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Politics and its Discontents: Why A Tax On Financial Transactions Makes Sense

Robert Reich, for whom I have a great deal of respect, offers this succinct explanation:You can read more about this issue, also often referred to as the Tobin tax, here.Recommend this Post . . . → Read More: Politics and its Discontents: Why A Tax On Financial Transactions Makes Sense

Politics and its Discontents: Why A Tax On Financial Transactions Makes Sense

Robert Reich, for whom I have a great deal of respect, offers this succinct explanation:You can read more about this issue, also often referred to as the Tobin tax, here.Recommend this Post . . . → Read More: Politics and its Discontents: Why A Tax On Financial Transactions Makes Sense

Accidental Deliberations: Sunday Morning Links

This and that for your Sunday reading.- Michael Wasser comments on the importance of unions – and the need to ensure that corporate-dominated politics don’t stand in the way of worker organization. And Ben Sichel rightly argues that Ontario’s widesprea… . . . → Read More: Accidental Deliberations: Sunday Morning Links

Politics and its Discontents: Thinking Beyond The Conventional

We are regularly told, both by governments and their corporate confederates, that these are tough times, and that only patience and a freer hand for business will bring about eventual relief. To the seasoned observer, such a prescription is utter nonse… . . . → Read More: Politics and its Discontents: Thinking Beyond The Conventional

Politics and its Discontents: The ‘Robin-Hood Tax’ Gains Traction

In a declaration that will likely earn him the designation ‘Enemy of the Capitalist State,’ Pope Francis recently called upon the world to redistribute its wealth in order to reduce what is likely the greatest socio-economic scourge of our times, income inequality.

In his address to U.N. Secretary-General Ban Ki-moon and other U.N. leaders, . . . → Read More: Politics and its Discontents: The ‘Robin-Hood Tax’ Gains Traction

Accidental Deliberations: Thursday Morning Links

This and that for your Thursday reading.

– Stephen Beer argues that the UK’s Labour Party should take the lead in arguing for a financial transactions tax oriented toward reducing inequality: The banking sector is incorrigible. It cannot alone reform itself or repair its relationship with the rest of society. For example, just before his . . . → Read More: Accidental Deliberations: Thursday Morning Links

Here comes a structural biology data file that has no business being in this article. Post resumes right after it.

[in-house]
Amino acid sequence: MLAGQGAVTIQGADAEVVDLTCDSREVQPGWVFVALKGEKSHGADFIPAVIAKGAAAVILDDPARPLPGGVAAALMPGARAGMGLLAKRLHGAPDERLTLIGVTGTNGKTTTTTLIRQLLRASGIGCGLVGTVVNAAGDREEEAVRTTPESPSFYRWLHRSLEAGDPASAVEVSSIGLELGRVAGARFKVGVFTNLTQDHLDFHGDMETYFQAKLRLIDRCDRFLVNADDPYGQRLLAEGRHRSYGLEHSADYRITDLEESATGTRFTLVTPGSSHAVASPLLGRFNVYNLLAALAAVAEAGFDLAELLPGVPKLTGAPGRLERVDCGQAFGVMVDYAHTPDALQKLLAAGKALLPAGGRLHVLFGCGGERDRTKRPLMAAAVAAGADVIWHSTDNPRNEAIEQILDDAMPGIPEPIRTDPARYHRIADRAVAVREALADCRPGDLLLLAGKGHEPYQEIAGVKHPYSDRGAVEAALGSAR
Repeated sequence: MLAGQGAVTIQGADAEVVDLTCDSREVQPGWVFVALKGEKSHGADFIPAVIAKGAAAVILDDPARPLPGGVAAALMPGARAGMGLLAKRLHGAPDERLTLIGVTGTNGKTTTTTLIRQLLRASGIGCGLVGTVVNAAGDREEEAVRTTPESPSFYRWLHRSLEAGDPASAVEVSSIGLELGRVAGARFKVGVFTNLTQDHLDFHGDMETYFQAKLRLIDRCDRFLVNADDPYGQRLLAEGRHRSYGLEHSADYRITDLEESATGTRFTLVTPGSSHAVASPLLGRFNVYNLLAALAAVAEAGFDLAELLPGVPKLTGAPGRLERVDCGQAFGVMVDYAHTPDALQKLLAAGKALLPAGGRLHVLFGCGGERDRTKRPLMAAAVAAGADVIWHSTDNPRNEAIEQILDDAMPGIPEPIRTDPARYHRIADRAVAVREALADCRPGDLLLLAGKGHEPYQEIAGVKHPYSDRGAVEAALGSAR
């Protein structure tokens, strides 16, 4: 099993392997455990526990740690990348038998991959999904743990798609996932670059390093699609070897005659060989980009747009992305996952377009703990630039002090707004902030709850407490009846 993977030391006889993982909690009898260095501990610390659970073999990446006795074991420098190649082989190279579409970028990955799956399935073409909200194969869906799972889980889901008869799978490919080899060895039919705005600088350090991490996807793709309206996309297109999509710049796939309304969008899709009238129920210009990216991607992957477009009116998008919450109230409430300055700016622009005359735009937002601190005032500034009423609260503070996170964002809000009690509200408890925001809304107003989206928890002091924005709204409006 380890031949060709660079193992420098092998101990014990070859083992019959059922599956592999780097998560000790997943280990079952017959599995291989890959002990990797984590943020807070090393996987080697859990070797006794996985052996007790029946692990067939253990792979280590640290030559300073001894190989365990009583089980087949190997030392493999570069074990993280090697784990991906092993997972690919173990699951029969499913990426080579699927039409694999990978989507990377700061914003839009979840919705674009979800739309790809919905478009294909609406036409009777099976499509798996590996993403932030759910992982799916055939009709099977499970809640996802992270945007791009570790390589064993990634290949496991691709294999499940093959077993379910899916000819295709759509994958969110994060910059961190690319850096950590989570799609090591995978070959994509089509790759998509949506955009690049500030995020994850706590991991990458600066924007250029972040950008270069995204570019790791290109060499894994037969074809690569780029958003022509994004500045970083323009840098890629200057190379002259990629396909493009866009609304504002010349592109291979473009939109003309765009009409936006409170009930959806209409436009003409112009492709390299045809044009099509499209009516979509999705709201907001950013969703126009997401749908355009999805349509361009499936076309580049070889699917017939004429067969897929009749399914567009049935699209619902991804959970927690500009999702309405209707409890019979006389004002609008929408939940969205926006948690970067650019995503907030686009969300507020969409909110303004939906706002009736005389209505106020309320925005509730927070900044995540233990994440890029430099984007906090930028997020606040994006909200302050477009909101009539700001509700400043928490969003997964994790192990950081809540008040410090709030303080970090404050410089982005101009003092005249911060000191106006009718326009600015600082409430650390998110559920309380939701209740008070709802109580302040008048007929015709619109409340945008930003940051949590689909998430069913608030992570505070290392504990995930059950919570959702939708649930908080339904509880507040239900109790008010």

Accidental Deliberations: Wednesday Morning Links

Miscellaneous material for your mid-week reading.

– Paul Adams highlights how the Cons and their anti-social allies have spent decades trying to convince Canadians that it’s not worth trying to pursue the goals we value – and how the main challenge for progressives is to make the case that a better future is possible: This . . . → Read More: Accidental Deliberations: Wednesday Morning Links

Accidental Deliberations: Thursday Morning Links

This and that for your Thursday reading.

– Jeffrey Simpson rightly notes that Alberta (like other resource-heavy jurisdictions) should be trying to diversify its revenue sources and economic development instead of relying on the one-time sale of publicly-owned resources to pay the bills. And Robyn Allan points out why we shouldn’t let oil barons pretend . . . → Read More: Accidental Deliberations: Thursday Morning Links

Politics and its Discontents: Reflections from Cuba – Civic Responsibility

January 23, 2013:

In a previous post, I compared and contrasted Cuba and Canada in terms of the opportunities for achieving one’s potential through access to information, ideas, etc., noting that in Cuba the opportunities are almost non-existent, while sadly, in our country, there are those who choose not to avail themselves . . . → Read More: Politics and its Discontents: Reflections from Cuba – Civic Responsibility

Accidental Deliberations: Sunday Morning Links

This and that for your Sunday reading.

– Stephen Kimber makes the case for a financial transactions tax in Atlantic Business: (W)hat can supposedly sovereign nations do when individual governments seem powerless in the face of rampant globalization and footloose capital?

Well, they could get together to create an international public counter-balance to out-of-whack . . . → Read More: Accidental Deliberations: Sunday Morning Links

Bill Longstaff: France embraces Robin Hood tax

On August 1st, France introduced its long-promised Financial Transactions Tax (FTT). Popularly referred to as a Robin Hood Tax, or Tobin Tax, the 0.2 per cent levy will apply to sales of publicly traded shares, including credit default swaps, of businesses with a market value of over €1-billion. Ten other European countries, include Germany, Italy . . . → Read More: Bill Longstaff: France embraces Robin Hood tax

CuriosityCat: President Hollande of France leads the way with a Tobin tax

At last we see a serious move in Europe to start the much needed process of reining in the many useless financial transactions that are part of the unregulated morass that landed us in the 2008 financial meltdown. James Tobin

Hollande’s first budget is introducing a Tobin tax on trading and swap transactions: . . . → Read More: CuriosityCat: President Hollande of France leads the way with a Tobin tax